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Mice Parade – What It Means To Be Left Handed

Nichola Eastwood


What It Means To Be Left Handed is the eighth album from Adam Pierce’s Mice Parade.  At first it seems easy to class this latest offering as a pleasant smattering of world music, especially with opening track Kupanda, an upbeat, African inspired number with rhythmic vocals and considering the globally varied collaborators Pierce has assembled for this project.  But What It Means To Be Left Handed is oh so much more than this.

In Between Times is a shock to the system following the cheerful rhythm and deep, earthy vocals of Kupanda.  Caroline Lufkin’s breathless, childlike voice surges to the fore amidst rustic acoustic guitar and the echo of Pierce’s vocals.  Pierce is, as always, something of an everyman here, lending his talents to percussion, the flamenco infused guitar and vocally. Couches and Carpets bursts open with a melodic electronic sound less pastoral than its neighbours, Lufkin and Pierce share the vocal mantle to gorgeous affect, creating a fragile yet catchy sound.  Pond continues the album’s electronic vibe, a short and sharp attention catching interlude, absent of any vocals, the hypnotic energy of this mini piece is enough to leave it standing proudly its own two feet.

Recover opens with tribal drums interrupted by easy going acoustic guitar and Pierce’s voice.  The electric guitar also makes its first prominent appearance in the album here.  Pierce has layered so many sounds into three minutes the track is like a musical cake.  Complex arrangements flow flawlessly together, delivering you smoothly from one idea to the next.  Recover is definitely a highlight not to be missed. Old Hat gives centre stage to the strings, it serves as the epic track of the album.  Hauntingly beautiful, Pierce’s vocals coast along the edges, adding to the melodic beauty of the track.  The albums first shamelessly guitar laden, indie pop number is Mallo Cup.  Its pounding drums and attitude filled guitar will have your head nodding along in no time.  The short but sweet Even continues in the poppy vein, putting a more melodic and downbeat twist the blueprint set by Mallo Cup. Tokyo Late Night is a retro, keyboard led electronic track where sampling abounds and this is no bad thing.  It’s a chill out track with a mellow, haunting aura that becomes quickly addictive.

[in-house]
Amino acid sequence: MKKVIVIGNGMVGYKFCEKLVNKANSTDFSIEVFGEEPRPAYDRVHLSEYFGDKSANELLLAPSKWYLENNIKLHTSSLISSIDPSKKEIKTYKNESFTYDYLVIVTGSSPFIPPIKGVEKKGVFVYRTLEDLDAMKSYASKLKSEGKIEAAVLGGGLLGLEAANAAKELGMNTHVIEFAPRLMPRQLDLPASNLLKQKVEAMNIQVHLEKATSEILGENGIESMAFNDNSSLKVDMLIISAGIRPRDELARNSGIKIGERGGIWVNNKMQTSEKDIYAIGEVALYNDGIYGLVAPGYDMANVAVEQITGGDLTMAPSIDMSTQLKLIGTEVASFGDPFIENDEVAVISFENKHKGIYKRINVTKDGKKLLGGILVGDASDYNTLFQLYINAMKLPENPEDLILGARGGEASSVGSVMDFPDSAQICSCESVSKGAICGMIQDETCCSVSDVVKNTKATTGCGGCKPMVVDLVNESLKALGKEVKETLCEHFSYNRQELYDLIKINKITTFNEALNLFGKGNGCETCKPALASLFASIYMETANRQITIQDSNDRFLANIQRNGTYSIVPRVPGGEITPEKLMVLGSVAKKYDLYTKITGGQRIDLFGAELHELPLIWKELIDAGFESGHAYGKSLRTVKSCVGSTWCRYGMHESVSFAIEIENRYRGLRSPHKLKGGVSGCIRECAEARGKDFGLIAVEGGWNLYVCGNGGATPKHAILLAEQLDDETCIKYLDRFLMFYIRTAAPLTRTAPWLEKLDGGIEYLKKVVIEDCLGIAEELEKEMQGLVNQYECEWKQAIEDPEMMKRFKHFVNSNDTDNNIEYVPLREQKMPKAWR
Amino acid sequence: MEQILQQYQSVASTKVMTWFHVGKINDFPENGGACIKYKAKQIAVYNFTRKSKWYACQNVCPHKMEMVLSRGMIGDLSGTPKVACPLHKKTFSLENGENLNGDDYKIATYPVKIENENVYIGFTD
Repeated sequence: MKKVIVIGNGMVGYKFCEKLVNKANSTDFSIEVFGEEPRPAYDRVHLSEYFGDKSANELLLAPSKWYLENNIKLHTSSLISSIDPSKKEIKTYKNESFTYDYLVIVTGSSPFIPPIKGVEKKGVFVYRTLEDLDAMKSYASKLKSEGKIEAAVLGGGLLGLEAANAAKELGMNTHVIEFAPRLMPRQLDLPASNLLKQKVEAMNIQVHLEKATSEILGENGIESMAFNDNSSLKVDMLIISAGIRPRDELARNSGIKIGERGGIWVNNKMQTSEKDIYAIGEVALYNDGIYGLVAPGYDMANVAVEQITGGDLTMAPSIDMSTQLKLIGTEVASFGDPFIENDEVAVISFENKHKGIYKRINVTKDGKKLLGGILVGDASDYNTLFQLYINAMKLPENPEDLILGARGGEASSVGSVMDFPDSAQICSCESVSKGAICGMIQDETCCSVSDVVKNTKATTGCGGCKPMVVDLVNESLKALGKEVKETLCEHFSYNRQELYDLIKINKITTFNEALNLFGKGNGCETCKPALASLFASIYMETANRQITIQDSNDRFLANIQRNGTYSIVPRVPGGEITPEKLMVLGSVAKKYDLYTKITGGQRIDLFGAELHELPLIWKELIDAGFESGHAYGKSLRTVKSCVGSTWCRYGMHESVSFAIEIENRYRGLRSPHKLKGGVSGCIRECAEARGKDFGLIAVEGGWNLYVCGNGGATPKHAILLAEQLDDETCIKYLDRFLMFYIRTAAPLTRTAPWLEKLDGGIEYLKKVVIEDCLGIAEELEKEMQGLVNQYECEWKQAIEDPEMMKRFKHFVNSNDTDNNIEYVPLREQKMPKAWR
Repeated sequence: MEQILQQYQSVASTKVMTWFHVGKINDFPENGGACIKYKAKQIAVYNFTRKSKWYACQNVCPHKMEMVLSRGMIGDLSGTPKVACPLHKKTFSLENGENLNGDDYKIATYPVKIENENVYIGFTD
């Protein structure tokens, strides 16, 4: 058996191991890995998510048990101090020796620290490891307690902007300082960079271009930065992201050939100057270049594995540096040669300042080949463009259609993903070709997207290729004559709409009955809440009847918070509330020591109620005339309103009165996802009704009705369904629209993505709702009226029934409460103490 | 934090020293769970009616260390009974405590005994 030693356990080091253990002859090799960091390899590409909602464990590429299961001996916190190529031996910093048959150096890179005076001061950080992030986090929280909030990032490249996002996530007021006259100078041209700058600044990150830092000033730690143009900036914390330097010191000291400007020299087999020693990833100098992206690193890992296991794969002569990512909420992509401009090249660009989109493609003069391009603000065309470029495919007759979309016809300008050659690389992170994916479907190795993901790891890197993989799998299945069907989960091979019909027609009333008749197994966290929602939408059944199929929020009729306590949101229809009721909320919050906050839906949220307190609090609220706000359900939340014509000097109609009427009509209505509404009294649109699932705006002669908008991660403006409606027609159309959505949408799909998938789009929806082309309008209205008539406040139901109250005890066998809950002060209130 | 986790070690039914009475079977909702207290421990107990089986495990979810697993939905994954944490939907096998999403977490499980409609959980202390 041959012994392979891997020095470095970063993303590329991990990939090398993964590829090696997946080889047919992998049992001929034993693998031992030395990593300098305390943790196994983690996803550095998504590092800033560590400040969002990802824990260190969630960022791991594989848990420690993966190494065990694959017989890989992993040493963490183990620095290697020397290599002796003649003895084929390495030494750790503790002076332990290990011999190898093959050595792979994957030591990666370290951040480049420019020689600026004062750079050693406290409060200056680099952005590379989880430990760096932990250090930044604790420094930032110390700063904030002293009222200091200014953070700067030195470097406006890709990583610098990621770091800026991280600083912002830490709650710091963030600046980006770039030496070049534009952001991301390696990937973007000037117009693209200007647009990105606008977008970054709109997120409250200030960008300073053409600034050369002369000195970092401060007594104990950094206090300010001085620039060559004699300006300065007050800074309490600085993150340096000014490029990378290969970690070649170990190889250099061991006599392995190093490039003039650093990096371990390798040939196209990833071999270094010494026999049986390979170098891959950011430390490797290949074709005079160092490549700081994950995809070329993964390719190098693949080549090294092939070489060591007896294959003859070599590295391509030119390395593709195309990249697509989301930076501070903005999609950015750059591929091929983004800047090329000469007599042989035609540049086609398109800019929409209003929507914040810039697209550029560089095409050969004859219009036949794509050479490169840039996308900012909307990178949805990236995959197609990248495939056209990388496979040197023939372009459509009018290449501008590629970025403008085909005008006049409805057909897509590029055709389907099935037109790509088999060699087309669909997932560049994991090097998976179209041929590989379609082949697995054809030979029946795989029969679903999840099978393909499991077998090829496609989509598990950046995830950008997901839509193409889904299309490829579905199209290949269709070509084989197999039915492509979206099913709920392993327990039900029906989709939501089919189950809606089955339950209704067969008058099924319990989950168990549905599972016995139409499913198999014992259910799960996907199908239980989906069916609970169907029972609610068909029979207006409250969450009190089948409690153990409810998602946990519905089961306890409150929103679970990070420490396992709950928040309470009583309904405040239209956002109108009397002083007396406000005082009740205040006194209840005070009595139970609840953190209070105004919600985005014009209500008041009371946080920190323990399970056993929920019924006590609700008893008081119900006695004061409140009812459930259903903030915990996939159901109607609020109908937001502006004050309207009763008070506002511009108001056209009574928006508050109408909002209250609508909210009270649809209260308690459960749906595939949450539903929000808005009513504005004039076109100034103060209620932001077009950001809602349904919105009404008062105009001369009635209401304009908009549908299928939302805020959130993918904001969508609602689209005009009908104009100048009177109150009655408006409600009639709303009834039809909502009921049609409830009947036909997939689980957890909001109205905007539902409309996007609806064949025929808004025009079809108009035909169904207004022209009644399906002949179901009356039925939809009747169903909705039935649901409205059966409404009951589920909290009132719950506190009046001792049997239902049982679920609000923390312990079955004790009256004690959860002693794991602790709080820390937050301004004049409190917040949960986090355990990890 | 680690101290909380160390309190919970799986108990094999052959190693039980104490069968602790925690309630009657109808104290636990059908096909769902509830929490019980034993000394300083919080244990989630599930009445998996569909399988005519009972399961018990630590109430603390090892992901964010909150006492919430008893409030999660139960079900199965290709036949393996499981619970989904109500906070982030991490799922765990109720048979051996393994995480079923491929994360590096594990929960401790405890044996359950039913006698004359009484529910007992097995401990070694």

The finale to this musical pick and mix is Mary Anne.  A graceful close to the rollercoaster of sound that has been What It Means To Be Left Handed, it sees the return of Caroline’s vocals, accompanied by Pierce and lazing guitar.  It’s a subtle but fitting end, that leaves the band going out on a sombre but profound note. What It Means To Be Left Handed is most certainly a testament to Pierce’s ‘create as you go’ philosophy.  The album owes it’s variety to this very process, it’s unique in the amount of genres it manages to blend both effortlessly and seamlessly.  Yet for all the clashing styles and sounds Pierce and co. dabble in, the album still sounds like one cohesive and unified body of work.   What It Means To Be Left Handed is not to be missed.